- Three-digit ID number (to be created by the business and unique to each employee);
- Date of hire (and discharge); and
- Confirmation that the employee completed the City’s free Commercial Bicyclist Safety Course, which can be found here.
Additionally, you must provide each commercial bicycle employee with a business card that the employee must carry with them when making deliveries.
As noted above, each commercial bicycle employee must complete the City’s free safety course. Additionally, each commercial bicycle employee must have a safety helmet and reflective upper-body apparel (jacket/vest) that lists the business’s name and the employee’s three-digit identification number on the back.
Lastly, the City requires each bicycle be equipped with:
- A bell or other audible device;
- White front light and red taillight;
- Reflectors on the sides of both wheels;
- Brakes; and
- A metal or plastic sign affixed to the rear of the bike, or on both sides of the bike, with the employee’s three-digit identification number.
Tools of The Trade: Wage Considerations
Both the FLSA and New York Labor Law allow you to require your delivery employees provide and maintain their own “tools of the trade” (automobile, bicycle, safety equipment), provided that the amortized weekly cost to the employee, when deducted from their weekly wages, does not reduce their wages below the required minimum or overtime wage. These costs can include the cost to purchase a bicycle, if it was required. Additionally, Courts in New York have previously held that $500 per year (or approx. $9.62/week) for bicycle maintenance is reasonable. While there is no steadfast rule on calculation costs related to the use of an automobile for delivery, the IRS standard business mileage rate is a reasonable approximation of such costs. Note that if you require your delivery driver to obtain commercial automobile insurance, that cost will also be included.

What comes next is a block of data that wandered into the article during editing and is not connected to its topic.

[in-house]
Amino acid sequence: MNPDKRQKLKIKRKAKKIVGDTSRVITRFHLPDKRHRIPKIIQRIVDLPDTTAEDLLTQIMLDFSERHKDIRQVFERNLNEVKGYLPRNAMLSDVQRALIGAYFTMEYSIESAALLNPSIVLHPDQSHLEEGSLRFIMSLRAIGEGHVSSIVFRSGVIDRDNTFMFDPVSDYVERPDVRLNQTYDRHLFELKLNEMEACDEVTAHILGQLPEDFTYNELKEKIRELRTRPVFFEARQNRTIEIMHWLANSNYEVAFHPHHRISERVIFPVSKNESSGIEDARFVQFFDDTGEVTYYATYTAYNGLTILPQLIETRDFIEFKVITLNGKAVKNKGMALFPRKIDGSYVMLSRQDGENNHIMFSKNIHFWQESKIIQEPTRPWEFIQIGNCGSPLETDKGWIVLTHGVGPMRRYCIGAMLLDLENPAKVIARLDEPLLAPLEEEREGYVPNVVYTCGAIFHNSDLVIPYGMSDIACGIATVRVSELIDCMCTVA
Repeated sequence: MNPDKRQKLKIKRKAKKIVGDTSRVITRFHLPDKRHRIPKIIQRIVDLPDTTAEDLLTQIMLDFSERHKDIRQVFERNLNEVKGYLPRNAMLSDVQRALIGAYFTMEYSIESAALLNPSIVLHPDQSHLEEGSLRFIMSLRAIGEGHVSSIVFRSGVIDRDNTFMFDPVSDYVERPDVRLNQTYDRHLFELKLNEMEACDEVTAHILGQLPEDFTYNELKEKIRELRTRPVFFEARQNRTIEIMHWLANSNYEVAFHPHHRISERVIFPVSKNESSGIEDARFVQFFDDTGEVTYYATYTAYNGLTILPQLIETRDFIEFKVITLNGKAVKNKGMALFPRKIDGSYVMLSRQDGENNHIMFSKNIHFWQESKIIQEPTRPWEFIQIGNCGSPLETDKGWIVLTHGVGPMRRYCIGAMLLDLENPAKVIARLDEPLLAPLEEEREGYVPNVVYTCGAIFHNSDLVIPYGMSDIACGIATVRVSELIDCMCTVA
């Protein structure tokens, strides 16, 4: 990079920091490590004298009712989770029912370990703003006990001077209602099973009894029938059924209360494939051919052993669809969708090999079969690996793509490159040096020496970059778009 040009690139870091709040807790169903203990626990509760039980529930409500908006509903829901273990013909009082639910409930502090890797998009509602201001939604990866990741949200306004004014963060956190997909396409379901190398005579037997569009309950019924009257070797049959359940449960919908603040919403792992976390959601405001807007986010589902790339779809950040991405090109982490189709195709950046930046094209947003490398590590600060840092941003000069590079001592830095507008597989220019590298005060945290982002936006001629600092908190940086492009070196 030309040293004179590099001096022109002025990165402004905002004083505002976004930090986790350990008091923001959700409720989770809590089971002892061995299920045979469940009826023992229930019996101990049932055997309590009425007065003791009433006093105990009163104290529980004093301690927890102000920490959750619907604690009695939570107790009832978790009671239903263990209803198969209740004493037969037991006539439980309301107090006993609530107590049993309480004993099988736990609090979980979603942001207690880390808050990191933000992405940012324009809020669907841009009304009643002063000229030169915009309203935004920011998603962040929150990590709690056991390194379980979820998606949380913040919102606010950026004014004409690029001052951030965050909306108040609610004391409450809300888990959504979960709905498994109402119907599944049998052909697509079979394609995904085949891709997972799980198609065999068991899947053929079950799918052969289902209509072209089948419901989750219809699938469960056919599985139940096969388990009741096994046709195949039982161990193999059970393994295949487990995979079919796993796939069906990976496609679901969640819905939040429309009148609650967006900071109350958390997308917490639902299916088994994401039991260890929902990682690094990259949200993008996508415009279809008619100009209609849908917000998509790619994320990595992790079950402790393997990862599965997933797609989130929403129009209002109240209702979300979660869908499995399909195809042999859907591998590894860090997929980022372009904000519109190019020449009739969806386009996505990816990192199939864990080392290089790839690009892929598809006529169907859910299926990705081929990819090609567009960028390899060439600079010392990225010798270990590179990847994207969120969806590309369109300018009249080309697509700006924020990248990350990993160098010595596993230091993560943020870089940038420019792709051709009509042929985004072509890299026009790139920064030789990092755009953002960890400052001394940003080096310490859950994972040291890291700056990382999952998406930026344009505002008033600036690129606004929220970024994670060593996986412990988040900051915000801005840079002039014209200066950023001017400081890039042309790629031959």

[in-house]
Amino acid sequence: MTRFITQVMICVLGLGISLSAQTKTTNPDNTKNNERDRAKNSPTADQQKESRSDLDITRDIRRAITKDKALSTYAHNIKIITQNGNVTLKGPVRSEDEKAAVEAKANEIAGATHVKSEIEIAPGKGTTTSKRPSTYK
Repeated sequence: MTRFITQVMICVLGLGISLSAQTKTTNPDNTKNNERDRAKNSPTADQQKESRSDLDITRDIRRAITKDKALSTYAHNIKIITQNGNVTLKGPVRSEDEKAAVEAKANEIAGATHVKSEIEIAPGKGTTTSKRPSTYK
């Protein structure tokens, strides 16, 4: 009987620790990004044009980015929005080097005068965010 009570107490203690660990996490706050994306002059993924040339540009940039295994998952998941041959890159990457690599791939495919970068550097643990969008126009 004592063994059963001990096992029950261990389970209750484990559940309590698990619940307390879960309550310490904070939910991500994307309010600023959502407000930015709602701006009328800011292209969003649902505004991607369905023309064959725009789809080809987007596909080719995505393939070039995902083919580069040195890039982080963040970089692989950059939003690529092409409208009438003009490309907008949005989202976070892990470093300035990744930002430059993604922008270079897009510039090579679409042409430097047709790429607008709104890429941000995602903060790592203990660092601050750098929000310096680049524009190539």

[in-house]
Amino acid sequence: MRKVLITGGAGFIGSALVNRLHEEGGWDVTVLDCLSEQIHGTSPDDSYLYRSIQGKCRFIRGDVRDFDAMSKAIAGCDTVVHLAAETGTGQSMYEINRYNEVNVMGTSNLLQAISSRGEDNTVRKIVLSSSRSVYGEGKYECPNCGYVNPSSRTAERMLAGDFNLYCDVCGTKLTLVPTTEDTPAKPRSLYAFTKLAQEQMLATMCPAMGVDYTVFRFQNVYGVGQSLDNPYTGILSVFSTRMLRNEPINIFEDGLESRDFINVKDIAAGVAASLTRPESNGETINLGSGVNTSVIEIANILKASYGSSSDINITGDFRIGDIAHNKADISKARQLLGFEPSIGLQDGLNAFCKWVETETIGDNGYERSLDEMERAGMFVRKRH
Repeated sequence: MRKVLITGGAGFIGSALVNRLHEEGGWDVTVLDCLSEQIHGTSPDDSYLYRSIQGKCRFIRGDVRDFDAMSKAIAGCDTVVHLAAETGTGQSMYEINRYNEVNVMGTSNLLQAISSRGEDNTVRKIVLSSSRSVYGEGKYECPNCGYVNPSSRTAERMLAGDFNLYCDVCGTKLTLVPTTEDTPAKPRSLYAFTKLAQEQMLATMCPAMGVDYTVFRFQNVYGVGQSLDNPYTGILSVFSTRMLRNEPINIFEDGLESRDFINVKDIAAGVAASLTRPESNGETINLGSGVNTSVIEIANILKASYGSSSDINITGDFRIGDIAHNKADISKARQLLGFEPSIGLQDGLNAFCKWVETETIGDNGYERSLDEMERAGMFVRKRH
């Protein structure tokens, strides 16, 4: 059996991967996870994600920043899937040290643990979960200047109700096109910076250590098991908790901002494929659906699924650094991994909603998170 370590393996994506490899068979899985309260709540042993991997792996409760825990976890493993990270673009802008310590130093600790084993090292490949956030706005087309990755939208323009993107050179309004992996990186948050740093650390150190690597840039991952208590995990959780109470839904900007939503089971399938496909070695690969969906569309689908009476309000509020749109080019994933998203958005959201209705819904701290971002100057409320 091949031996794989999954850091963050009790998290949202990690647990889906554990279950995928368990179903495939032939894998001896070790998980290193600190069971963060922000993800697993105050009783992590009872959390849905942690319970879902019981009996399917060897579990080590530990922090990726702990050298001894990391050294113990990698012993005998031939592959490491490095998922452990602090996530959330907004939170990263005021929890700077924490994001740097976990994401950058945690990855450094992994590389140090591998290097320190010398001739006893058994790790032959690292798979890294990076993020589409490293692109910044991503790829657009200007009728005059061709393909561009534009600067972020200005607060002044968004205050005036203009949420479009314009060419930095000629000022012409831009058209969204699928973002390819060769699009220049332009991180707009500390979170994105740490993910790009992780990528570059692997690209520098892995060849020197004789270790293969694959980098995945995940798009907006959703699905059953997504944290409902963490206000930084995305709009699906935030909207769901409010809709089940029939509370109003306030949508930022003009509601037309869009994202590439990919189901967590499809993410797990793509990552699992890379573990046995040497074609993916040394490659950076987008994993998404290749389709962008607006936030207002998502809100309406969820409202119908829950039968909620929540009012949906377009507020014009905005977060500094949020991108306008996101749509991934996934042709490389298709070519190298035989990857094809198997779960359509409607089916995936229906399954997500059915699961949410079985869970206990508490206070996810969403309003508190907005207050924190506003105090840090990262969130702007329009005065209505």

Remember, there is no violation unless the weekly expenses reduce the weekly wages below the required minimum or overtime wage. Importantly, tips and per-delivery wages will defray the costs and help avoid any potential violations. To further protect yourselves from the risk of future liabilities, we recommend- where possible- purchasing delivery bicycles and required safety equipment and providing them to your delivery employees. To the extent you require your delivery employees to provide their own vehicles and safety equipment, be sure to get copies of receipts for the purchase of any bicycle and safety equipment. As for automobiles, we recommend keeping a log of the mileage covered by each employee while providing delivery services.
And since we still all need money, we are going to keep following the loans and other programs:
SBA FEDERAL DISASTER LOAN – Ryan, Andrew and Abigail
As many businesses struggle to cope with the financial ramifications of the coronavirus, the Small Business Administration (SBA) has reacted by offering low-interest Federal Disaster Loans for businesses in industries substantially affected by the outbreak. Gil Goldberg, director of the Cleveland District Office of the SBA, specifically mentioned the food service industry as an example of the types of industries for which this federal relief is intended.
What are the terms of this loan?
The federal disaster loan program will offer loans of up to $2 million.